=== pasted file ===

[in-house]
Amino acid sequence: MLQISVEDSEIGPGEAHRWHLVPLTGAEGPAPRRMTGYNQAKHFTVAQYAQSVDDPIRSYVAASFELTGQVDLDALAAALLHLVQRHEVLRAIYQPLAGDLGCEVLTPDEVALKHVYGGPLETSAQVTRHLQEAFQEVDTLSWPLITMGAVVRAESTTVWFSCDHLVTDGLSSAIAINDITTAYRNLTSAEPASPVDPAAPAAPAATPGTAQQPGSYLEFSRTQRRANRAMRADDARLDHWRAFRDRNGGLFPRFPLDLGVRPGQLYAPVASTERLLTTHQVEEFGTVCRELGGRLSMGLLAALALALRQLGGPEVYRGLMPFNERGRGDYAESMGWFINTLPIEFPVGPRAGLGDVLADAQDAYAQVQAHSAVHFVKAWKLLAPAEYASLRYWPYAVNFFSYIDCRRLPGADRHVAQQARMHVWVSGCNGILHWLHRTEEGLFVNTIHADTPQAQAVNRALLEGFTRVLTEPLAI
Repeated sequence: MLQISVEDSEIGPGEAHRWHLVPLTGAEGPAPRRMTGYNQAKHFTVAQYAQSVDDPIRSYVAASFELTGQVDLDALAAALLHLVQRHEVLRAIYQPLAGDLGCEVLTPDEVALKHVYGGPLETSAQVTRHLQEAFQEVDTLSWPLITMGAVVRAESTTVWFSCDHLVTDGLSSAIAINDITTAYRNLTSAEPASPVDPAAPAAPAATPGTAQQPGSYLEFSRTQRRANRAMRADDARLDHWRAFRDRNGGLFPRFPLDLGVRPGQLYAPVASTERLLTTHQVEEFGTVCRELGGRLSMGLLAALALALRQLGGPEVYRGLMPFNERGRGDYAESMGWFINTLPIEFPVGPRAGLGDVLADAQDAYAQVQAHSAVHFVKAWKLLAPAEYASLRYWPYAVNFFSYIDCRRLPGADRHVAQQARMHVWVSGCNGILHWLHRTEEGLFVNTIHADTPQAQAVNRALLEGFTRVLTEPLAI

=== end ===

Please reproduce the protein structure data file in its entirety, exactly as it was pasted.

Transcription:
[in-house]
Amino acid sequence: MLQISVEDSEIGPGEAHRWHLVPLTGAEGPAPRRMTGYNQAKHFTVAQYAQSVDDPIRSYVAASFELTGQVDLDALAAALLHLVQRHEVLRAIYQPLAGDLGCEVLTPDEVALKHVYGGPLETSAQVTRHLQEAFQEVDTLSWPLITMGAVVRAESTTVWFSCDHLVTDGLSSAIAINDITTAYRNLTSAEPASPVDPAAPAAPAATPGTAQQPGSYLEFSRTQRRANRAMRADDARLDHWRAFRDRNGGLFPRFPLDLGVRPGQLYAPVASTERLLTTHQVEEFGTVCRELGGRLSMGLLAALALALRQLGGPEVYRGLMPFNERGRGDYAESMGWFINTLPIEFPVGPRAGLGDVLADAQDAYAQVQAHSAVHFVKAWKLLAPAEYASLRYWPYAVNFFSYIDCRRLPGADRHVAQQARMHVWVSGCNGILHWLHRTEEGLFVNTIHADTPQAQAVNRALLEGFTRVLTEPLAI
Repeated sequence: MLQISVEDSEIGPGEAHRWHLVPLTGAEGPAPRRMTGYNQAKHFTVAQYAQSVDDPIRSYVAASFELTGQVDLDALAAALLHLVQRHEVLRAIYQPLAGDLGCEVLTPDEVALKHVYGGPLETSAQVTRHLQEAFQEVDTLSWPLITMGAVVRAESTTVWFSCDHLVTDGLSSAIAINDITTAYRNLTSAEPASPVDPAAPAAPAATPGTAQQPGSYLEFSRTQRRANRAMRADDARLDHWRAFRDRNGGLFPRFPLDLGVRPGQLYAPVASTERLLTTHQVEEFGTVCRELGGRLSMGLLAALALALRQLGGPEVYRGLMPFNERGRGDYAESMGWFINTLPIEFPVGPRAGLGDVLADAQDAYAQVQAHSAVHFVKAWKLLAPAEYASLRYWPYAVNFFSYIDCRRLPGADRHVAQQARMHVWVSGCNGILHWLHRTEEGLFVNTIHADTPQAQAVNRALLEGFTRVLTEPLAI